They called them “Soccer Moms” because they were North American middle-class suburban woman who spent a significant amount of their time transporting their school-age children to their youth sporting events or other activities.Intense media interest stemmed from the media’s belief that soccer moms had become the most sought-after group of swing voters in the 1996 elections. In the end, suburban women favored Clinton by 53 to 39. Categorizing just people without looking at their “behaviors” like political party affiliation, family party affiliation, group membership and previous voting behavior determined caused a major debacle in the prediction.
Not just in elections this is even done in the day to day marketing of products.
Yes, gone are the days when a customer was identified as: married, has children, lives in an upscale neighborhood, reads Time magazine and wears a Rolex. Now, customer profile entail aspects such as no. of daily customer visits to the site for the last two months, items purchased by the customer in the last one week etc.
Let us start giving names to the types of customer profiles. Identifying a customer by their attributes is called as “Demographics Segmentation”; to be precise, demographic segmentation consists of dividing the market into groups based on variables such as age, gender, family size, income, occupation, education, religion, race and nationality, whereas identifying customers by their behavior is behavioral segmentation.
Demographic segmentation is simpler because of the ease with which data is available but in reality has it solved the problem? Not really no. Researches back from 1960 show that demographic variables play only a remote proxy role for identifying differences in buying styles and decision processes. Behavioral segmentation, on the other hand, gives a better hit rate by taking into account the occasion, benefits the customers sought, user rate, user status, loyalty status and buyer readiness while formulating a marketing communication.
For example, let us compare two people, Rohit and Raghav. Rohit is a Gen Y bachelor living in a posh neighborhood with a Social grade B (Intermediate managerial, administrative) and with a lifestyle of a mainstreamer. Fortunately or Unfortunately, Raghav also has almost the same characteristics of Rohit. And this for a fact would force and push a marketer to go and sell a product of the same segment, let us say in this case an advanced smartphone. But, what is the proof that Raghav would buy what Rohit buys?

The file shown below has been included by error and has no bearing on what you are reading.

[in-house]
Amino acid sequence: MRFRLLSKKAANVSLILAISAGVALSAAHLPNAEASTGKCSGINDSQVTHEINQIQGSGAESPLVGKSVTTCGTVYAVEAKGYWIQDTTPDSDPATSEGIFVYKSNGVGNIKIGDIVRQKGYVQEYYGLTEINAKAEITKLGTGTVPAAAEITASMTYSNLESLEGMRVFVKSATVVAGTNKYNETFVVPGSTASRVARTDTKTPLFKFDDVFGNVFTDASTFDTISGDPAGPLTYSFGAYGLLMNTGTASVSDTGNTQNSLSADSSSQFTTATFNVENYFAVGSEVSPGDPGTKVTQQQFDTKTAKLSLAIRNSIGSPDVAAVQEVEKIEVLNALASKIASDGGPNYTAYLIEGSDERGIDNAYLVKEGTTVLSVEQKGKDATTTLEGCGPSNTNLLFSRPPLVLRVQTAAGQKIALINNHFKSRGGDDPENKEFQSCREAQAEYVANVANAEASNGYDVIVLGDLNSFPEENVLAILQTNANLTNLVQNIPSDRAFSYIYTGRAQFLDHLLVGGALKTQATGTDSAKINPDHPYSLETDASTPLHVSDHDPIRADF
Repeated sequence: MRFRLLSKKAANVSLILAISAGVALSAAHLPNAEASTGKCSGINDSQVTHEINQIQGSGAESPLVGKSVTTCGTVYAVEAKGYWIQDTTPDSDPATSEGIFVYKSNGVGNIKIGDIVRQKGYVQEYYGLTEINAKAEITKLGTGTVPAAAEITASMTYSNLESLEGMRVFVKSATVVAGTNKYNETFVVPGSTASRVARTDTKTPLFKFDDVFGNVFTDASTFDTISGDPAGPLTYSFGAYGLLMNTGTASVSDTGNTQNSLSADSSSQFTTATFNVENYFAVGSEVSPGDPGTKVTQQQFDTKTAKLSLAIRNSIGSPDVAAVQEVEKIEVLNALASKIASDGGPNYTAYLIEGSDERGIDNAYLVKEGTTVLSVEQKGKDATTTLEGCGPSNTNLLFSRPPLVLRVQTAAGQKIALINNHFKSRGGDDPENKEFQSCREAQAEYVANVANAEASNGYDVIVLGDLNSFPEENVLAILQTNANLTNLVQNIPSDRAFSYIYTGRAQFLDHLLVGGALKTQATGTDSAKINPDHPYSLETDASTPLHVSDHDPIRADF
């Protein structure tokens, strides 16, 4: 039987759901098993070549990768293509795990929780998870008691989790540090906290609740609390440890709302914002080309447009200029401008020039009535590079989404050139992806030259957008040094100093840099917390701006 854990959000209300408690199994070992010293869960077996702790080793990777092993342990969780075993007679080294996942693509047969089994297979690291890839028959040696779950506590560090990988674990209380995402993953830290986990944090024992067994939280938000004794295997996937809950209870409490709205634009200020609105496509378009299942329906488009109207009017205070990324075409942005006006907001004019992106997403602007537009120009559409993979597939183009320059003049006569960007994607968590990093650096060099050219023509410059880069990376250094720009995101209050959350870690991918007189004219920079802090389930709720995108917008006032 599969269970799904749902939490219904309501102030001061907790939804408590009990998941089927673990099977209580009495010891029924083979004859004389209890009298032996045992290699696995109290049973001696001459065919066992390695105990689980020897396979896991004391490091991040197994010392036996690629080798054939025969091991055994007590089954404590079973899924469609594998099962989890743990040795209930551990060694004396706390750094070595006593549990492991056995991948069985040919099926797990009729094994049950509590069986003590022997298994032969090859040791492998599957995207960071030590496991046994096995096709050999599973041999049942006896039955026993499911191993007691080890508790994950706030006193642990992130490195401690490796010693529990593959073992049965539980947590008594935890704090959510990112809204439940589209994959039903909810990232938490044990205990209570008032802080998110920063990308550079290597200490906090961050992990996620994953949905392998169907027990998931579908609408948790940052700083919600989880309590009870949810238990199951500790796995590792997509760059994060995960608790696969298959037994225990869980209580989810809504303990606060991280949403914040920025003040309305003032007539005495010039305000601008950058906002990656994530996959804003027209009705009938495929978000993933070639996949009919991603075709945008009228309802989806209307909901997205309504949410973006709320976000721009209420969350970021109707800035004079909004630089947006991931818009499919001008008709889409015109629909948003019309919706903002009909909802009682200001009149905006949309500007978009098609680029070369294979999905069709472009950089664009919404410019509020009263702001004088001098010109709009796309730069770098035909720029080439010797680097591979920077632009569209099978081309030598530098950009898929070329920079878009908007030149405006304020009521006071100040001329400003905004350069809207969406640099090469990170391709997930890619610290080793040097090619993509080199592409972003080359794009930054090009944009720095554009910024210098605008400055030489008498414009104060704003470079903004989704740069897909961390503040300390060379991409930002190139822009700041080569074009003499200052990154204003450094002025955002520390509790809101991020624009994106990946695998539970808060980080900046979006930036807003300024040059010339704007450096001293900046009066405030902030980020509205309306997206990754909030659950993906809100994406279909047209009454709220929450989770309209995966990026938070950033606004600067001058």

In most cases, both might not end up buying the same product though they might belong to the same neighborhood, same age group, sex, income group, social class and life style. Because, Raghav, “behaviorally” might want his phone for business purposes, so he might not choose a different brand. Or Rohit might choose to buy it during a festive season while Raghav might not wait for the event to happen. Or Raghav might generally be a highly loyal customer to any brand he buys and therefore he would end up buying a same brand which he currently has. Isn’t that true?
Yes, these are quintessential facts about customers that need to be leveraged for selling a product which you wouldn’t otherwise use if you are just looking at the demographic variables.
But does that mean, demographic segmentation which we have been doing since time immemorial is not good? Demographic variables do explain broad behaviors but they play a weak role in explaining brand preference, product purchasing, innovation, adoption, Channel-use and technology uptake and that can be attributed to the evolution of the world in broader terms.
To be particular, customers nowadays are more individualistic, market literate and are influenced by channels of convenience and therefore to run a successful marketing campaign with a better return on investment, it is just not enough to stop with demographic segmentation. Data Analytics plays as a major enabler for this targeted marketing and without which these will only remain as valuable information without insight or impact.
At BRIDGEi2i, we have worked with a multinational corporation that uses direct response infomercials and multilevel marketing to sell fitness products and helped them understand different customer behavior patterns and group all customers having homogeneous behavior for efficient targeted marketing. At the end of the project, we were able to profile people into different groups which were obtained after analysis of the behavior of the group. We were able to recommended new products for “Recent, regular, high valued customers” and active lucrative promotions for “Old, onetime, low valued customers”, which done otherwise would not have delivered desired results. Behavioral segmentation is the way to go in this new era of diverse customer preferences.
If you have an alternate viewpoint, please drop a comment!
This blog is written by Alagiri Samy, Analytics Consultant at BRIDGEi2i
About BRIDGEi2i: BRIDGEi2i provides Business Analytics Solutions to enterprises globally, enabling them to achieve accelerated business impact harnessing the power of data. Our analytics services and technology solutions enable business managers to consume more meaningful information from big data, generate actionable insights from complex business problems and make data driven decisions across pan-enterprise processes to create sustainable business impact. To know more visit www.bridgei2i.com
The views and opinions expressed in this article are those of the author and do not necessarily reflect the official position or viewpoint of BRIDGEi2i.